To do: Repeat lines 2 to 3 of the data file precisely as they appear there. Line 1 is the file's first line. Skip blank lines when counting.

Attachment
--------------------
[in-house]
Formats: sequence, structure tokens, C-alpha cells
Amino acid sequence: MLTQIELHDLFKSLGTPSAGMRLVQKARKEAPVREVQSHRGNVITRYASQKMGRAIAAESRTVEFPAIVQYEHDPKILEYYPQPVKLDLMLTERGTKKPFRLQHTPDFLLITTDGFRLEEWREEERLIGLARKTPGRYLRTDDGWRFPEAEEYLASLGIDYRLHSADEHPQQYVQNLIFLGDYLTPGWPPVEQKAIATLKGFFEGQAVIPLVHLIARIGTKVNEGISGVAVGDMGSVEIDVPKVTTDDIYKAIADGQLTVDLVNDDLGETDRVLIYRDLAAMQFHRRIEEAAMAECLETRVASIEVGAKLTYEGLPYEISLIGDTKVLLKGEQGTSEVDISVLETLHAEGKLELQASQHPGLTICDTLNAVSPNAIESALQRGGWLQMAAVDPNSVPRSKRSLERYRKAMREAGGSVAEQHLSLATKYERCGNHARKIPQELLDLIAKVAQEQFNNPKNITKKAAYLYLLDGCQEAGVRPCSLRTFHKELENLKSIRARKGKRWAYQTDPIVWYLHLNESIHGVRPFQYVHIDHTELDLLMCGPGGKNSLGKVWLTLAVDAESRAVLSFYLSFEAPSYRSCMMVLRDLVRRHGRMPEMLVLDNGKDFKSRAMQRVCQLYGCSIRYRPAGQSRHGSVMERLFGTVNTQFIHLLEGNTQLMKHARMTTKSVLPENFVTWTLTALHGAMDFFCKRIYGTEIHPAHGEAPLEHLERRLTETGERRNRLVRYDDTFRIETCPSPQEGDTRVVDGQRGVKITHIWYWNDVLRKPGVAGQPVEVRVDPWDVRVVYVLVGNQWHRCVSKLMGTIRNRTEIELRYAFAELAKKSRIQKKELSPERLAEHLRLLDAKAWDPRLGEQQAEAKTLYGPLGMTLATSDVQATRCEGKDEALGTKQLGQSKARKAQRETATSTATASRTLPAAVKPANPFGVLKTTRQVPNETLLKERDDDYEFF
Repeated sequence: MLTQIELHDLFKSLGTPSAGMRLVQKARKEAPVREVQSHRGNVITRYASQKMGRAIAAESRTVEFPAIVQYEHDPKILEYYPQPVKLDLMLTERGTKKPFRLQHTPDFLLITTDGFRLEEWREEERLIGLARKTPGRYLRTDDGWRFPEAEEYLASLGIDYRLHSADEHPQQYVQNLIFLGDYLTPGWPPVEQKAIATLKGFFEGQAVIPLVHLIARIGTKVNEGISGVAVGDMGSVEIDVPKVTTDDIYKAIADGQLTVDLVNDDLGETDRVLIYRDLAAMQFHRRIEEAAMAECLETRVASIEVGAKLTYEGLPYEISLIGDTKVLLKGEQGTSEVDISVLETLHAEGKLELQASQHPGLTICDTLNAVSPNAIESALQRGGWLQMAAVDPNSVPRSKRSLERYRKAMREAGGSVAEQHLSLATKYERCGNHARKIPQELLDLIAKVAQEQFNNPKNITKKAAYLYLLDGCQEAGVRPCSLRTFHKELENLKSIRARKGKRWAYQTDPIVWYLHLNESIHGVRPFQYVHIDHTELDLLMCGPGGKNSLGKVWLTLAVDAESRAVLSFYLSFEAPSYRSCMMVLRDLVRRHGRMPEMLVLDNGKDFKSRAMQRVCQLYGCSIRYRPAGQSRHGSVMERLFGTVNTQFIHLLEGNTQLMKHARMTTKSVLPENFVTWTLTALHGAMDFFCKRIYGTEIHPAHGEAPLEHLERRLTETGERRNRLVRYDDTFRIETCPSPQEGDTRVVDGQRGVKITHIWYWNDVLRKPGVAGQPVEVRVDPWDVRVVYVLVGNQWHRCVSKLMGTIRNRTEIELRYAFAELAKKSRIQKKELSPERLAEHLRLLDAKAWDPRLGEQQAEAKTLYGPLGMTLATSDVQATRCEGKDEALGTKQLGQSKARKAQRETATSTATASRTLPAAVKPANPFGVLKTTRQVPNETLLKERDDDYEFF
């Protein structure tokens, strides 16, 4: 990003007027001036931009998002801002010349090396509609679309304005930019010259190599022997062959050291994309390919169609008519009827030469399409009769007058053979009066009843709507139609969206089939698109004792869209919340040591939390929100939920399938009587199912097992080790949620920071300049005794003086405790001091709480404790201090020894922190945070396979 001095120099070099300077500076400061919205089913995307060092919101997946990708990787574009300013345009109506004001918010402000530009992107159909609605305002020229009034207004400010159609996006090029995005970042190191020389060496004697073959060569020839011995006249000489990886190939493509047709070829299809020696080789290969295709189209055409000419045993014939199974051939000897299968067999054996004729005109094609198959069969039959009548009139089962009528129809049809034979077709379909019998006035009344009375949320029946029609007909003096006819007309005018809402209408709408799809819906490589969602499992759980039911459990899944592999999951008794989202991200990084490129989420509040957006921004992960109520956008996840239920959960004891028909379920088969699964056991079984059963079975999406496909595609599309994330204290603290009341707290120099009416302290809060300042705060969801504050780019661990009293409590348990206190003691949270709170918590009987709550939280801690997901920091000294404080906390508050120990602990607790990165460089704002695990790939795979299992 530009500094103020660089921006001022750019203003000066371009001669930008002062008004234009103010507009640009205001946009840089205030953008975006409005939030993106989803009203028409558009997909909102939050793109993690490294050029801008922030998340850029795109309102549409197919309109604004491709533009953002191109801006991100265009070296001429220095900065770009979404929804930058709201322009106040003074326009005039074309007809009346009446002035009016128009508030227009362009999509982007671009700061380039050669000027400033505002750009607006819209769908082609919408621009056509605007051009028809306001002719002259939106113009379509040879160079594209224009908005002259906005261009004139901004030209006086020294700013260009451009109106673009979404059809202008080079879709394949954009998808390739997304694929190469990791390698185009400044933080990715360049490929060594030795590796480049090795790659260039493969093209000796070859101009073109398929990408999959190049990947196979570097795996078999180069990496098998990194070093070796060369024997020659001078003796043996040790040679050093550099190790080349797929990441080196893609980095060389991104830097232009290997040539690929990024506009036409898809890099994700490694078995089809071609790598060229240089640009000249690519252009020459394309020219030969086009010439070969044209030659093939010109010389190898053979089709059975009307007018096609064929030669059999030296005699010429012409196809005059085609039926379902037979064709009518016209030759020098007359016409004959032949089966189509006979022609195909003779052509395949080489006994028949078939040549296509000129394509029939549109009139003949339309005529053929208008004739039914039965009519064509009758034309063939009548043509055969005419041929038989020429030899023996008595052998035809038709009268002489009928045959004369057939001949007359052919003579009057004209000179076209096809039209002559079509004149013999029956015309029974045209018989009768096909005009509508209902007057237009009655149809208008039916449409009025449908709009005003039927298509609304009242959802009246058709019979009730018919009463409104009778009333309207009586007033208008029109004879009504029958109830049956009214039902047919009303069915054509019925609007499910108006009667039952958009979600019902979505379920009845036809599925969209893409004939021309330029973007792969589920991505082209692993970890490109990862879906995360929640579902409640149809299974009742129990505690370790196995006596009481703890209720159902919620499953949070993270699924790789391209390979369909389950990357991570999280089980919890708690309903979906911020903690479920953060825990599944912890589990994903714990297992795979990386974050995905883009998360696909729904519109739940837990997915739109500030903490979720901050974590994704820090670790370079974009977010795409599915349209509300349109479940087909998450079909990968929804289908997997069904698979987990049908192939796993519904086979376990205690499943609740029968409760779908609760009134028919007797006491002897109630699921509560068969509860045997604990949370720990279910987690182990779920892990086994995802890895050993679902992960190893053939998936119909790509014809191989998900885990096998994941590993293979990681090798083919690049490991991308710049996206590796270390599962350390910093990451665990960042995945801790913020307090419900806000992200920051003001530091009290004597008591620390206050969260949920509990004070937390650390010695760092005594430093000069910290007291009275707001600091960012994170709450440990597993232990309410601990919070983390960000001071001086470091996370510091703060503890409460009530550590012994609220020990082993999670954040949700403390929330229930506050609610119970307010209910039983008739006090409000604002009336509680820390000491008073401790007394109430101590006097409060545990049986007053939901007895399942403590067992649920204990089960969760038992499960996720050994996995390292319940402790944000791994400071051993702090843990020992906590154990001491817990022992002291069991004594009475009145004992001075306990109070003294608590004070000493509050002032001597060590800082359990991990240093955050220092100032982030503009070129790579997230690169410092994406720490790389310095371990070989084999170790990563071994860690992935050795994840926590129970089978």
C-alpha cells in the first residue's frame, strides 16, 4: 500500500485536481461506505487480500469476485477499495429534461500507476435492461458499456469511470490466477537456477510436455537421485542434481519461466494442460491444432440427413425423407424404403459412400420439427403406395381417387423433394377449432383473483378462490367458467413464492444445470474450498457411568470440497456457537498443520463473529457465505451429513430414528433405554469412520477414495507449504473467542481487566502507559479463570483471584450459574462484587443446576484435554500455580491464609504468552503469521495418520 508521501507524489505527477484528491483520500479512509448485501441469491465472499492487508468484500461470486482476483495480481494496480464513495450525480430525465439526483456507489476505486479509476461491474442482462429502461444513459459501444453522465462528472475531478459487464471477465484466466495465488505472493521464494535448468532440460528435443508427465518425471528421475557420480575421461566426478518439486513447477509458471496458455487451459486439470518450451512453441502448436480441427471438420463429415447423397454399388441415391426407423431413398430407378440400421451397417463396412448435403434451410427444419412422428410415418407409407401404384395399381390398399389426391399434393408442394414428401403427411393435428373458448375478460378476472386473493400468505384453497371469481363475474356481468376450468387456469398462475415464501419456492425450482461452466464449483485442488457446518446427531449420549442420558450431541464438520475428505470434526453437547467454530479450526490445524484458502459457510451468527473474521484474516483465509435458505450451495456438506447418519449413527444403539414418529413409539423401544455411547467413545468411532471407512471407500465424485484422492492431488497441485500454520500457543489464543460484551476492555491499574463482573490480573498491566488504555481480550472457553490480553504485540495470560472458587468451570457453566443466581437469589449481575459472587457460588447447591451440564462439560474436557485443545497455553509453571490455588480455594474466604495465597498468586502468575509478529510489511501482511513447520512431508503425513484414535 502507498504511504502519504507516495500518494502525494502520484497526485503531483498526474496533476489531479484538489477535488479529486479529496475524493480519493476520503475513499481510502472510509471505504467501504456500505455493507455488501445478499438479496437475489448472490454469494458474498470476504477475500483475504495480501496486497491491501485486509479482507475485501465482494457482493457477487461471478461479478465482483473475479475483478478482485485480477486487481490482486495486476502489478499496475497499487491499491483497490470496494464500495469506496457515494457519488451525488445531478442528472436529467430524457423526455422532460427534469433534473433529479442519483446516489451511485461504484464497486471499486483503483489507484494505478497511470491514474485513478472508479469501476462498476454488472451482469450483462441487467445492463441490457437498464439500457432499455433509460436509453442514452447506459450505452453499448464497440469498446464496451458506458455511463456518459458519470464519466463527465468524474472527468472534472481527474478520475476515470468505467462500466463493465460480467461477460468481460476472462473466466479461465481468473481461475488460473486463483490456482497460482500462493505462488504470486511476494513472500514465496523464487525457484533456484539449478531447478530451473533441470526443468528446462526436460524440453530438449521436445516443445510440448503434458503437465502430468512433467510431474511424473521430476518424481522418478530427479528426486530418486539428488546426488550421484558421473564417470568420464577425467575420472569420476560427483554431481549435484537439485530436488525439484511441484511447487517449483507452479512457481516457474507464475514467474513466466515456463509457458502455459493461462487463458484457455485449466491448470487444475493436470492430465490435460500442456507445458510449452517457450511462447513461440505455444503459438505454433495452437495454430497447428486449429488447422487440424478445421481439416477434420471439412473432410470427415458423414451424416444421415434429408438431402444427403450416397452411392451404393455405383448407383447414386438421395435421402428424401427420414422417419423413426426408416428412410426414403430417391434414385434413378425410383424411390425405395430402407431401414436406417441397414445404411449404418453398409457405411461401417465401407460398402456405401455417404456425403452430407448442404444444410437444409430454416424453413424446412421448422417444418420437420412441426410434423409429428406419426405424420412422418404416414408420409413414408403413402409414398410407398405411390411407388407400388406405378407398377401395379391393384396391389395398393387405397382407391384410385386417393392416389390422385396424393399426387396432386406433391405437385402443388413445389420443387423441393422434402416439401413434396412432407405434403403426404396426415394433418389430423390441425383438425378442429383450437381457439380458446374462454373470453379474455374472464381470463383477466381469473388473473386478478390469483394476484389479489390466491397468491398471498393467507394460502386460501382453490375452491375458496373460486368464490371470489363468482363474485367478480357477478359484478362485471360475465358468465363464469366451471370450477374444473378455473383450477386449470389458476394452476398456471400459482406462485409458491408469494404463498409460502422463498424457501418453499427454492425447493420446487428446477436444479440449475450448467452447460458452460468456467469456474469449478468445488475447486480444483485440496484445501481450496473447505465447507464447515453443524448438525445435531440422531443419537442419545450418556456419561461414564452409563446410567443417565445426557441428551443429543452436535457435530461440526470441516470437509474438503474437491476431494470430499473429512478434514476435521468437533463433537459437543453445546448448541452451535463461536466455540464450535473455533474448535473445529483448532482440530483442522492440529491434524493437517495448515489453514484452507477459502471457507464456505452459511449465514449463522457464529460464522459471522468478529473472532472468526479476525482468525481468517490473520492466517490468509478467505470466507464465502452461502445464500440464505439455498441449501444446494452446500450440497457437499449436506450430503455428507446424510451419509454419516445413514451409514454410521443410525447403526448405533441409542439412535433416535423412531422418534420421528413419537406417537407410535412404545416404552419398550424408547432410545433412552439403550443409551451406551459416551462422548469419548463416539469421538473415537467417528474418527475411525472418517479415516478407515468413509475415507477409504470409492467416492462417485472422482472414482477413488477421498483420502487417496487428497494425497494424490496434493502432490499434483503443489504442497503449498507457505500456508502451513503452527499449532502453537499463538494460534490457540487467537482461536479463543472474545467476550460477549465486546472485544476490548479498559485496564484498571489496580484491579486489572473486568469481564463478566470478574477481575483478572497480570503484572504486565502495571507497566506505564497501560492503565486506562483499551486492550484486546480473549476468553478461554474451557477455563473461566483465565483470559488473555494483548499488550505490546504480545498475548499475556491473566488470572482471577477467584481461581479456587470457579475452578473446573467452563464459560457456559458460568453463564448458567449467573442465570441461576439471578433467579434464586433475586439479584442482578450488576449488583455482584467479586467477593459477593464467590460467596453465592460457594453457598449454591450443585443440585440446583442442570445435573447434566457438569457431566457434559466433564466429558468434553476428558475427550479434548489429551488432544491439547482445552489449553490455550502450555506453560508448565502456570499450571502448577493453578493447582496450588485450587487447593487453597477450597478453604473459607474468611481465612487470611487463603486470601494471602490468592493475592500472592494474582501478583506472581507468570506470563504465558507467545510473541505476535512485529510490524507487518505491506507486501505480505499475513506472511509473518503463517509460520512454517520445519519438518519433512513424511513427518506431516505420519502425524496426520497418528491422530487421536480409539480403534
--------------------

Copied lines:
Formats: sequence, structure tokens, C-alpha cells
Amino acid sequence: MLTQIELHDLFKSLGTPSAGMRLVQKARKEAPVREVQSHRGNVITRYASQKMGRAIAAESRTVEFPAIVQYEHDPKILEYYPQPVKLDLMLTERGTKKPFRLQHTPDFLLITTDGFRLEEWREEERLIGLARKTPGRYLRTDDGWRFPEAEEYLASLGIDYRLHSADEHPQQYVQNLIFLGDYLTPGWPPVEQKAIATLKGFFEGQAVIPLVHLIARIGTKVNEGISGVAVGDMGSVEIDVPKVTTDDIYKAIADGQLTVDLVNDDLGETDRVLIYRDLAAMQFHRRIEEAAMAECLETRVASIEVGAKLTYEGLPYEISLIGDTKVLLKGEQGTSEVDISVLETLHAEGKLELQASQHPGLTICDTLNAVSPNAIESALQRGGWLQMAAVDPNSVPRSKRSLERYRKAMREAGGSVAEQHLSLATKYERCGNHARKIPQELLDLIAKVAQEQFNNPKNITKKAAYLYLLDGCQEAGVRPCSLRTFHKELENLKSIRARKGKRWAYQTDPIVWYLHLNESIHGVRPFQYVHIDHTELDLLMCGPGGKNSLGKVWLTLAVDAESRAVLSFYLSFEAPSYRSCMMVLRDLVRRHGRMPEMLVLDNGKDFKSRAMQRVCQLYGCSIRYRPAGQSRHGSVMERLFGTVNTQFIHLLEGNTQLMKHARMTTKSVLPENFVTWTLTALHGAMDFFCKRIYGTEIHPAHGEAPLEHLERRLTETGERRNRLVRYDDTFRIETCPSPQEGDTRVVDGQRGVKITHIWYWNDVLRKPGVAGQPVEVRVDPWDVRVVYVLVGNQWHRCVSKLMGTIRNRTEIELRYAFAELAKKSRIQKKELSPERLAEHLRLLDAKAWDPRLGEQQAEAKTLYGPLGMTLATSDVQATRCEGKDEALGTKQLGQSKARKAQRETATSTATASRTLPAAVKPANPFGVLKTTRQVPNETLLKERDDDYEFF